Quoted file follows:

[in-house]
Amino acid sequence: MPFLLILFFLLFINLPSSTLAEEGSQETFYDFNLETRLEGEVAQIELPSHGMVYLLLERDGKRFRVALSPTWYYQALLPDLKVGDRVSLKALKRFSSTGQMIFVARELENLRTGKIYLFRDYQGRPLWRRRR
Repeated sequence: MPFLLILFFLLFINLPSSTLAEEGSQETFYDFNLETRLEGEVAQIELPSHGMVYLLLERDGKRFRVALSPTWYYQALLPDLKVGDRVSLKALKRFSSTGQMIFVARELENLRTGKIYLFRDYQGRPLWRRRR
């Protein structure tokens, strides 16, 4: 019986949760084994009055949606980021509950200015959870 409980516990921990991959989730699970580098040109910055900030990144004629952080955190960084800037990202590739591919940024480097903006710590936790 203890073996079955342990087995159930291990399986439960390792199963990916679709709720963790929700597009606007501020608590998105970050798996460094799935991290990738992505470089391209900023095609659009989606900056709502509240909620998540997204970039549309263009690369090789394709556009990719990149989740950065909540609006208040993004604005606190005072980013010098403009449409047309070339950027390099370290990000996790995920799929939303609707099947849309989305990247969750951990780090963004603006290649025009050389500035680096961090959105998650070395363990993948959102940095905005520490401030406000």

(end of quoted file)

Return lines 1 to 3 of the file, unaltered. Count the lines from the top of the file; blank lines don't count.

[in-house]
Amino acid sequence: MPFLLILFFLLFINLPSSTLAEEGSQETFYDFNLETRLEGEVAQIELPSHGMVYLLLERDGKRFRVALSPTWYYQALLPDLKVGDRVSLKALKRFSSTGQMIFVARELENLRTGKIYLFRDYQGRPLWRRRR
Repeated sequence: MPFLLILFFLLFINLPSSTLAEEGSQETFYDFNLETRLEGEVAQIELPSHGMVYLLLERDGKRFRVALSPTWYYQALLPDLKVGDRVSLKALKRFSSTGQMIFVARELENLRTGKIYLFRDYQGRPLWRRRR